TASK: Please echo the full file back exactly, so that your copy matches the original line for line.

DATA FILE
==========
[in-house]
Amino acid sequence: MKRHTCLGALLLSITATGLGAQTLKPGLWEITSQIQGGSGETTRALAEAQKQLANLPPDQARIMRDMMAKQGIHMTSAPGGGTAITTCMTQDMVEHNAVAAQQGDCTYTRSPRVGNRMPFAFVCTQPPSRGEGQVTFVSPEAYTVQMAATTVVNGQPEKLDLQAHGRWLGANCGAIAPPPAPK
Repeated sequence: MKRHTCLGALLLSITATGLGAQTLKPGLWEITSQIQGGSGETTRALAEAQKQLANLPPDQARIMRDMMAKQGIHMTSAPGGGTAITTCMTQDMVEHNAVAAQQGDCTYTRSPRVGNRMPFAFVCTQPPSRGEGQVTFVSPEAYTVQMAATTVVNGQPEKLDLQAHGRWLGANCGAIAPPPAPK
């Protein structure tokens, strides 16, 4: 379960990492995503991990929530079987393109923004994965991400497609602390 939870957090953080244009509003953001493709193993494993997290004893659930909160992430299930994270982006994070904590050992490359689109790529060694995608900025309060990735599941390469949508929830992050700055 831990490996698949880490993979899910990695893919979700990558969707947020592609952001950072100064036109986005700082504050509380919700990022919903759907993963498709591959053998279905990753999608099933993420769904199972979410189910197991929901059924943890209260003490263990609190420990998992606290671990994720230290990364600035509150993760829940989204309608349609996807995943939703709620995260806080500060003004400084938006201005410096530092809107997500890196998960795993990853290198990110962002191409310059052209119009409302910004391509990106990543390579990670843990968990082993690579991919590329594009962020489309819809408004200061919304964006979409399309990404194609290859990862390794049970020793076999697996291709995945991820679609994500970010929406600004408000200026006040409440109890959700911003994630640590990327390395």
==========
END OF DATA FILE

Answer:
[in-house]
Amino acid sequence: MKRHTCLGALLLSITATGLGAQTLKPGLWEITSQIQGGSGETTRALAEAQKQLANLPPDQARIMRDMMAKQGIHMTSAPGGGTAITTCMTQDMVEHNAVAAQQGDCTYTRSPRVGNRMPFAFVCTQPPSRGEGQVTFVSPEAYTVQMAATTVVNGQPEKLDLQAHGRWLGANCGAIAPPPAPK
Repeated sequence: MKRHTCLGALLLSITATGLGAQTLKPGLWEITSQIQGGSGETTRALAEAQKQLANLPPDQARIMRDMMAKQGIHMTSAPGGGTAITTCMTQDMVEHNAVAAQQGDCTYTRSPRVGNRMPFAFVCTQPPSRGEGQVTFVSPEAYTVQMAATTVVNGQPEKLDLQAHGRWLGANCGAIAPPPAPK
């Protein structure tokens, strides 16, 4: 379960990492995503991990929530079987393109923004994965991400497609602390 939870957090953080244009509003953001493709193993494993997290004893659930909160992430299930994270982006994070904590050992490359689109790529060694995608900025309060990735599941390469949508929830992050700055 831990490996698949880490993979899910990695893919979700990558969707947020592609952001950072100064036109986005700082504050509380919700990022919903759907993963498709591959053998279905990753999608099933993420769904199972979410189910197991929901059924943890209260003490263990609190420990998992606290671990994720230290990364600035509150993760829940989204309608349609996807995943939703709620995260806080500060003004400084938006201005410096530092809107997500890196998960795993990853290198990110962002191409310059052209119009409302910004391509990106990543390579990670843990968990082993690579991919590329594009962020489309819809408004200061919304964006979409399309990404194609290859990862390794049970020793076999697996291709995945991820679609994500970010929406600004408000200026006040409440109890959700911003994630640590990327390395």